Shining Some Light on A New Tank (Lighting Quandary) 30 Jun 2005 Hey Crew, <Scott F. with you tonight!> I would first off like to thank you for such an awesome site and will apologize in advance for the lengthy question. <No apologies required!> I have a 29 gallon tank (30" long x 12" wide x 18" deep) currently with about 30 lbs. of live rock, 2 Ocellaris Clowns, 1 Banggai Cardinal, 1 Engineer Goby, a few hermits, and 1 Mithrax crab.  I would like to add some coral to my tank and I know you buy your lighting around your planned livestock so here goes it.  I plan to get medium light level corals that could be sustained by power compact lighting; LPS corals, Zoanthids, and Soft corals.  For my tank how much lighting would be enough?  I was think about purchasing a 2x65 watt PC Current USA satellite with 50/50 split of actinic and 10K bulb.  Would this be enough lighting to allow for the coral to live and ultimately reproduce? <This would be sufficient for many LPS and soft corals. In a tank of this diminutive size, I'd try to "specialize" in one group or another. This amount of water (further reduced by rocks, sand, etc.) is really too small to prevent the potential "chemical warfare" that can arise as a result of mixing LPS, soft corals, and zoanthids.> I was at first thinking about a 1x65 watt but I feel that this is barely adequate at best. <Agreed- the 2x 65watt would be better, IMO.> I was also thinking about starting a 10 gallon Nano reef. <I cringe at the thought of "nano reefs". My feeling is that it's really an attempt to make a tough hobby even tougher...However, many successful hobbyists maintain these types of systems...The margins for error are really slim.> What would be an appropriate amount of light for this kind of setup? <Again, depends on the animals that you intend to keep. Heat is also a factor in such a small body of water...> I am leaving a link to a site I found that has the cheapest PC lighting I have been able to find.  The link is to a chart they have on their website that show various tank dimensions and size and tell what amount of lighting could sustain what corals.  Does this chart seem to match up with what you think would be good?  Any thoughts would be appreciated and thanks much for your great site. HERE IS THE LINK : http://www.marineandreef.com/Info/lightingchart_hood.html With kind regards, Aaron Loboda <Well Aaron...Again- it's easier to simply decide on the types of corals that you intend to keep and choose a wattage that would be appropriate for them. Remember, even though the lights might be small, they can put a lot of light into a very small area, so there are lots of considerations. Research and decide from there! Good luck! Regards, Scott F.>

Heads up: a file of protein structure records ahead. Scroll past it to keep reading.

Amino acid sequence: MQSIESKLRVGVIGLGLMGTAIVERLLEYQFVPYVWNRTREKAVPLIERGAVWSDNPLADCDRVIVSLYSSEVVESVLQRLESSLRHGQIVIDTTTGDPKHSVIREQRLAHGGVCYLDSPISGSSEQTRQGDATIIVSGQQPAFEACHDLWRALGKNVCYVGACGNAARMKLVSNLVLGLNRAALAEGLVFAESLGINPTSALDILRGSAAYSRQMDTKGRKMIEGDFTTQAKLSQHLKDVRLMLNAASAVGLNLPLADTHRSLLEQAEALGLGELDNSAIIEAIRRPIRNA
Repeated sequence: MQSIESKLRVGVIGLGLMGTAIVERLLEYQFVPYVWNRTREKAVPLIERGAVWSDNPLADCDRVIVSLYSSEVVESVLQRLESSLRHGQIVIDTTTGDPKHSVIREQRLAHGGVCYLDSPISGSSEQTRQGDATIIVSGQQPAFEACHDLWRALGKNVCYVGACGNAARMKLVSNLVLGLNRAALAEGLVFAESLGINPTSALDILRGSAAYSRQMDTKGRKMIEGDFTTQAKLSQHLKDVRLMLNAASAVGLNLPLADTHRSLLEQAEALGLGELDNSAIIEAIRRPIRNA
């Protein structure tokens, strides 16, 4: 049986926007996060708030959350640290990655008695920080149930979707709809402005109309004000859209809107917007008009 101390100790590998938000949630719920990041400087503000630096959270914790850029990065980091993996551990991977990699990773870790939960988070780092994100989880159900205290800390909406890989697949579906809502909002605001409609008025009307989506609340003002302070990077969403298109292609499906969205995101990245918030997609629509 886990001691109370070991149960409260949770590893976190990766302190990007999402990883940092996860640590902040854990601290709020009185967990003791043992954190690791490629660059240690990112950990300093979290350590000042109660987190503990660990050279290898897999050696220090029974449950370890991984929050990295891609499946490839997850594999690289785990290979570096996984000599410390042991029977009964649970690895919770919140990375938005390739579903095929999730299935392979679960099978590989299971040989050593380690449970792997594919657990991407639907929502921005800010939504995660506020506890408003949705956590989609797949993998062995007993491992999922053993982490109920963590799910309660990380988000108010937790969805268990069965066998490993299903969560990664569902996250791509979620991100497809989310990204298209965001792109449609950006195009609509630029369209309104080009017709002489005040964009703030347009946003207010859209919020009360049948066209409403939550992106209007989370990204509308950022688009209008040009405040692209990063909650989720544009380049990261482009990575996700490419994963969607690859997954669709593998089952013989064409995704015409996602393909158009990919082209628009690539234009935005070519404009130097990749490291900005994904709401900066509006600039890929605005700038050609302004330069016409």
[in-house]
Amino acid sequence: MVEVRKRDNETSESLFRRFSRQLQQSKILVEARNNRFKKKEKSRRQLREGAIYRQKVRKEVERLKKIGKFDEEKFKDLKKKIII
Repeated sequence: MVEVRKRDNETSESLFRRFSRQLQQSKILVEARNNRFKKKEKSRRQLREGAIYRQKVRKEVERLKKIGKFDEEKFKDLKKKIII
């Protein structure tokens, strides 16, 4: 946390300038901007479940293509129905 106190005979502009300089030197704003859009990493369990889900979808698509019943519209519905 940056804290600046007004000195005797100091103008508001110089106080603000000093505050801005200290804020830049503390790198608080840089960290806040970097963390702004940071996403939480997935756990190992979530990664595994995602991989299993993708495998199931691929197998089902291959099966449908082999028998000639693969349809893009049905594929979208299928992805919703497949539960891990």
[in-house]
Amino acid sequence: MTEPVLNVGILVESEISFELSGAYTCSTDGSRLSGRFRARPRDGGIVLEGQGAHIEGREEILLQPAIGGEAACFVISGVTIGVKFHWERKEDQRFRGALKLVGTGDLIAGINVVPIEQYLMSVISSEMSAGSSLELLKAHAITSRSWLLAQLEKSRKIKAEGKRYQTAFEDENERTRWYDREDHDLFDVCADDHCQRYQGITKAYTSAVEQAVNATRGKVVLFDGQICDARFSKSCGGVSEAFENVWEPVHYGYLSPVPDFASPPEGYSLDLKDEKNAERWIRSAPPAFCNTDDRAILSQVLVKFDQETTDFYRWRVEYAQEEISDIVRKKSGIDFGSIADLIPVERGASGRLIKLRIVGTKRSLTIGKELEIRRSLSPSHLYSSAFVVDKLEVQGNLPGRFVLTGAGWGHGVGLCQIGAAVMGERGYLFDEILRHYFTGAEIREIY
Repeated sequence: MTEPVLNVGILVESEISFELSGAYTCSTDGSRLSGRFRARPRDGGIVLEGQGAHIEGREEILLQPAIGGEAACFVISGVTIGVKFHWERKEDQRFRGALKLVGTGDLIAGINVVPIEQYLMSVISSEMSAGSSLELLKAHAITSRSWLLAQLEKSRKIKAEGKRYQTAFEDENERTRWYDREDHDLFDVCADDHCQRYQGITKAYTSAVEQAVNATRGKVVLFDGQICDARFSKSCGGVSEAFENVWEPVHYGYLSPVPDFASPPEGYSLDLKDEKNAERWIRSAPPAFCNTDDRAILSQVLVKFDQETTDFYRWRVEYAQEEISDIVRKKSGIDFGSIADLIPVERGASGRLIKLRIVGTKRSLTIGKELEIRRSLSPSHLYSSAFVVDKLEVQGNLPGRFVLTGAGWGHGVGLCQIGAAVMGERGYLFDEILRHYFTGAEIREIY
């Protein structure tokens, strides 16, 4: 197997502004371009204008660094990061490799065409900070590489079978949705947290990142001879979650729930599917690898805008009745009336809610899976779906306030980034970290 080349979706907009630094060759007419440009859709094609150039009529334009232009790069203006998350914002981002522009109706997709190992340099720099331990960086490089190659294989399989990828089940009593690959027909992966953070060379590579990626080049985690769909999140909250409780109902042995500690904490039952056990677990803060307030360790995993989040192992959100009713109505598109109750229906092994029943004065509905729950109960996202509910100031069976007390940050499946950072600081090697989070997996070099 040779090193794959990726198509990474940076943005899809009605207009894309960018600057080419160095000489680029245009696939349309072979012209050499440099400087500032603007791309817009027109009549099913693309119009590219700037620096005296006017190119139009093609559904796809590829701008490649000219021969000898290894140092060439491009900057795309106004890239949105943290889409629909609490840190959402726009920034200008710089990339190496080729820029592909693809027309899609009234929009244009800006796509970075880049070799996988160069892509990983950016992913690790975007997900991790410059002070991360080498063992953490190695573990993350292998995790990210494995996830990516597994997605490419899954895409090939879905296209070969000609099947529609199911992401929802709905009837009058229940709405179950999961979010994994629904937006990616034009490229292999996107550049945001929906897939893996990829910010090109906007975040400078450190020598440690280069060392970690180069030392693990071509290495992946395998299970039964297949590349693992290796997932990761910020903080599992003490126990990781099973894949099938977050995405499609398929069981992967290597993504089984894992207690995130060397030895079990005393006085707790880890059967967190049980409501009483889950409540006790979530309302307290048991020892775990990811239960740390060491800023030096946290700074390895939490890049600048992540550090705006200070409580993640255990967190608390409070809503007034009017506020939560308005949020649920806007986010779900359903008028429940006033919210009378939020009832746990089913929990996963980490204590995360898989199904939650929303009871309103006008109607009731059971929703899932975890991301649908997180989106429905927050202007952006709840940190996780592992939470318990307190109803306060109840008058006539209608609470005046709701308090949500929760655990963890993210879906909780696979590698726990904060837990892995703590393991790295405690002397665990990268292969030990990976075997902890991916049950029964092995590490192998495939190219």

Lighting Quandary I have a new dilemma. <All part of the hobby! Scott F. here today!> I am starting out a 55 gallon reef tank and am not sure which way to go for lighting.  I would like to keep some lower-light- requiring polyps and soft corals, but I may want to step up to medium-light- requiring animals in the future.  Money is a factor for me so I am trying to get the most bang for the buck. <I can relate!> I was looking at an Orbit Power Compact Fluorescent unit in a 4 X 65 watt configuration (Dual Daylight, Dual Actinic, 260 watt).  Will this be enough for my current and future needs or should I invest in the 4 X 95 watt configuration? <I would go for the 4-95 (are you sure that it's not 96 watt?) configuration, which will serve you well in your future plans.> I am thinking that if I go with the lower wattage lights first, I could upgrade later to metal halides if I needed to and would not be out quite as much cash. <True, but if you feel that you want to switch to metal halides at some point in the near future, I'd be inclined to bite the bullet and go for a single double-ended pendant system (like 150 watts) right now. There are a number of newer, less expensive systems on the market that can fill the bill.> I also might be able to retrofit the hood if need.  Just thought I'd ask the experts and get some ideas. <Not an expert, but a crazy hobbyist just like yourself!> Also, on a side note, I just completed fitting a closed loop manifold to my 55 gallon setup in preparation for converting to salt water.  I had to alter the All-Glass Mega-Flow return to 'T' at the top and send the water in two directions.  When I first hooked it up, I only drilled about 12 holes in the PVC surrounding the top of the tank.  This caused way to much flow from my 600 GPH pump so I decided to drill about 12 or 14 more holes all the way around the manifold.  This works great now and I am amazed to be able to actually see how much current flows around and through the tank. My Angels and tetras seem to like the extra current and they are not getting plastered to the walls.  When I do get switched over, I will exchange the drilled PVC for solid sections with 'T's and directions jet ends.  I just thought I'd let you guys know since it was your web site that gave me the idea and knowledge to do this. <Glad to hear that! Thanks for sharing your story; perhaps it will motivate other "fence-sitting" DIY'ers to do the same!> Thanks a million!!! Jeff Smith <Glad to be of service! Regards, Scott F.>